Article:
UCSB Science Line
Sponge Spicules Nerve Cells Galaxy Abalone Shell Nickel Succinate X-ray Lens Lupine
UCSB Science Line
Home
How it Works
Ask a Question
Search Topics
Webcasts
Our Scientists
Science Links
Contact Information
What does salt do to the human body?
Answer 1:

Salt serves a variety of functions in the human body. Some of the biological machinery in the body needs salt to function. One example of this is the cellular "pumps" which move various things into and out of a cell. Sometimes these pumps are used to send messages between cells. These pumps often require salt to function.

In addition, one of the ways that the body knows whether to drink more water or urinate is based on how much salt is in the blood. If there is too much salt in your body, you get thirsty so that you drink more water and dilute the salt. Salt is in fact so important, that humans and animals in general are really good at sensing salt in food as a "salty" flavor.

Another way to view the role of salt is in keeping your cells the right size. Your cells naturally have salt in them as does the surrounding blood. If you put a cell in water that is too salty, water will flow out of the cell and it will shrivel. However, if you put a cell in water that is not salty enough, water will flow into the cell and it will swell and burst. This process is called "osmosis" which describes how water tends to flow from dilute solutions into more concentrated solutions.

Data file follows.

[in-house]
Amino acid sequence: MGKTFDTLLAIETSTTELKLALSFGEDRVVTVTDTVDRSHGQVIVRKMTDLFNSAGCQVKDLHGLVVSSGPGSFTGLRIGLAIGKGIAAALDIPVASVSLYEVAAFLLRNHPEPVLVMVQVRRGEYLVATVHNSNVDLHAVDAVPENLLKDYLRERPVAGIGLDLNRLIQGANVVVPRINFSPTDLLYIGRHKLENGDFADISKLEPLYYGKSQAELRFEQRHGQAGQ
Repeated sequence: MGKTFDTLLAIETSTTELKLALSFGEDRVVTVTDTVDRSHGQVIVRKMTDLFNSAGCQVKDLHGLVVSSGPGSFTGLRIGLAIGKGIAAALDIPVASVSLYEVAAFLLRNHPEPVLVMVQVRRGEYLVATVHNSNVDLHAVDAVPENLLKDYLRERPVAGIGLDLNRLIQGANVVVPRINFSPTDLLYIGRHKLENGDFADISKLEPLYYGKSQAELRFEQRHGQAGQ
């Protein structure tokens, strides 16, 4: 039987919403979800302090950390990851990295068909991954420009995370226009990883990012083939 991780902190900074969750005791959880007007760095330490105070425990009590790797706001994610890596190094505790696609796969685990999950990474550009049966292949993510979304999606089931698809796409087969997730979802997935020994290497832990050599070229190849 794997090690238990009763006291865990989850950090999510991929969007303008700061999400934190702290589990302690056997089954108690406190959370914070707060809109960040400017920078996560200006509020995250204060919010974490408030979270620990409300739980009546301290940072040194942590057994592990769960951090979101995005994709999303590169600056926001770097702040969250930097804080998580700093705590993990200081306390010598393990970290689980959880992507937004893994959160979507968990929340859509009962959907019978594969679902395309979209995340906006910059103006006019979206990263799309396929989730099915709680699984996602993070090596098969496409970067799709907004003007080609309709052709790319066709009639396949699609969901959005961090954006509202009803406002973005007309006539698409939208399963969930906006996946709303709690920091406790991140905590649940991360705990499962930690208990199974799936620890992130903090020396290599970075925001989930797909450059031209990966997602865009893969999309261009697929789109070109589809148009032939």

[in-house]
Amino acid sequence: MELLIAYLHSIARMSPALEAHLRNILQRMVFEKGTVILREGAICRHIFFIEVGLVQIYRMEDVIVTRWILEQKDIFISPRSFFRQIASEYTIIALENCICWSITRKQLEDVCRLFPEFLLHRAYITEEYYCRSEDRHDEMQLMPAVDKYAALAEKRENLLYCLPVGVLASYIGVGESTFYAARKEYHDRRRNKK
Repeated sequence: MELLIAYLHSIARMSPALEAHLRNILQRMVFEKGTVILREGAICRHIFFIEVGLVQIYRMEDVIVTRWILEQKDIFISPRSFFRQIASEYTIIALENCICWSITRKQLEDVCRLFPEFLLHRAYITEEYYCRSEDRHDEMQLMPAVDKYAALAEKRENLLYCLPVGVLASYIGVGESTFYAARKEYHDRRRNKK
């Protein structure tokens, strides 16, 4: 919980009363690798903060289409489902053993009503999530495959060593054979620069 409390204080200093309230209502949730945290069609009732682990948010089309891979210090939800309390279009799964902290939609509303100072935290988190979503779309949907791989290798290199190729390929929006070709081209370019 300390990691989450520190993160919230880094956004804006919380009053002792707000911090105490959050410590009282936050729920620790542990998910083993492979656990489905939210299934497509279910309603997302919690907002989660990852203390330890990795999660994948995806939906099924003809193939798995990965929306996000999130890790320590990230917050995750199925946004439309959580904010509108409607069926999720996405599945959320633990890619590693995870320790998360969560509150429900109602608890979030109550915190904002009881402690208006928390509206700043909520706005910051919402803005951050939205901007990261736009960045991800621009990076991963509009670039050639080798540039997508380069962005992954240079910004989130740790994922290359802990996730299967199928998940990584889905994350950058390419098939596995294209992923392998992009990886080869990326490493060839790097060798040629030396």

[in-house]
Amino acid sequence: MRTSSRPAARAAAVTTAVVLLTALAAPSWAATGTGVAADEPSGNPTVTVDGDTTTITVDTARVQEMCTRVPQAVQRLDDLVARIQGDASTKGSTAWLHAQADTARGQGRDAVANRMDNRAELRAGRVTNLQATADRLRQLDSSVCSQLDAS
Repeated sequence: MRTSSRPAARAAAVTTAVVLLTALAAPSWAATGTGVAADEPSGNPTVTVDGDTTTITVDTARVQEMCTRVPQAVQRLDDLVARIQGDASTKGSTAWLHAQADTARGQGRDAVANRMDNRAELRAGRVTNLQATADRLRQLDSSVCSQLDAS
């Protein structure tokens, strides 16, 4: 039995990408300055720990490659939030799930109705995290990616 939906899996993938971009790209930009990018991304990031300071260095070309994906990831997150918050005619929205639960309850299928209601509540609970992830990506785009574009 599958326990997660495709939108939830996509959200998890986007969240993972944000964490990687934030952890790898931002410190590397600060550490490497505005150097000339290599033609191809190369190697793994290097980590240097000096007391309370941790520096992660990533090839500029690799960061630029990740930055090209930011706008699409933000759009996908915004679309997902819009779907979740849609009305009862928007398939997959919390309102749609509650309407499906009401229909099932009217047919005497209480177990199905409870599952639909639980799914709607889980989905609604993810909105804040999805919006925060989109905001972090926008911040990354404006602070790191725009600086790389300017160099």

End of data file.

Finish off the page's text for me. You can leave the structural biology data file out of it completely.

Click Here to return to the search form.

University of California, Santa Barbara Materials Research Laboratory National Science Foundation
This program is co-sponsored by the National Science Foundation and UCSB School-University Partnerships
Copyright © 2015 The Regents of the University of California,
All Rights Reserved.
UCSB Terms of Use